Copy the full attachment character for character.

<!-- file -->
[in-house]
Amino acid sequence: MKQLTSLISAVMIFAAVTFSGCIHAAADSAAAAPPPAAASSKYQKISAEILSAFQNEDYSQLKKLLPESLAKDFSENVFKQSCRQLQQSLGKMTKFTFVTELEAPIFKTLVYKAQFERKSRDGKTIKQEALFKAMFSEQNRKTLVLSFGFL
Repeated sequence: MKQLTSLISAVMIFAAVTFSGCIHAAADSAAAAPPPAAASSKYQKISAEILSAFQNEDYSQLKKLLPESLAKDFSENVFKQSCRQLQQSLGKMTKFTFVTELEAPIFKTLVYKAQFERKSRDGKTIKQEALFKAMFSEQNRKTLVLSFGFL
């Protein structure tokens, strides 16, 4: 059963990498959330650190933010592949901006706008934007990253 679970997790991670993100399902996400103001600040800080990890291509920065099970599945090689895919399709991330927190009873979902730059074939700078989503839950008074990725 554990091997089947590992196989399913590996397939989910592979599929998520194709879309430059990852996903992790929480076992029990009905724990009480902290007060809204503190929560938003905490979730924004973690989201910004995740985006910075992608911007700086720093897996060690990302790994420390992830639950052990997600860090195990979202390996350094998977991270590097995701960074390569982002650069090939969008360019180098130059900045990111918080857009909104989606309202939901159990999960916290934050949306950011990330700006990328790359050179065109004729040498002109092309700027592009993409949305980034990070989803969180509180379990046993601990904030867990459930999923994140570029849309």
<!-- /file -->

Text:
[in-house]
Amino acid sequence: MKQLTSLISAVMIFAAVTFSGCIHAAADSAAAAPPPAAASSKYQKISAEILSAFQNEDYSQLKKLLPESLAKDFSENVFKQSCRQLQQSLGKMTKFTFVTELEAPIFKTLVYKAQFERKSRDGKTIKQEALFKAMFSEQNRKTLVLSFGFL
Repeated sequence: MKQLTSLISAVMIFAAVTFSGCIHAAADSAAAAPPPAAASSKYQKISAEILSAFQNEDYSQLKKLLPESLAKDFSENVFKQSCRQLQQSLGKMTKFTFVTELEAPIFKTLVYKAQFERKSRDGKTIKQEALFKAMFSEQNRKTLVLSFGFL
């Protein structure tokens, strides 16, 4: 059963990498959330650190933010592949901006706008934007990253 679970997790991670993100399902996400103001600040800080990890291509920065099970599945090689895919399709991330927190009873979902730059074939700078989503839950008074990725 554990091997089947590992196989399913590996397939989910592979599929998520194709879309430059990852996903992790929480076992029990009905724990009480902290007060809204503190929560938003905490979730924004973690989201910004995740985006910075992608911007700086720093897996060690990302790994420390992830639950052990997600860090195990979202390996350094998977991270590097995701960074390569982002650069090939969008360019180098130059900045990111918080857009909104989606309202939901159990999960916290934050949306950011990330700006990328790359050179065109004729040498002109092309700027592009993409949305980034990070989803969180509180379990046993601990904030867990459930999923994140570029849309």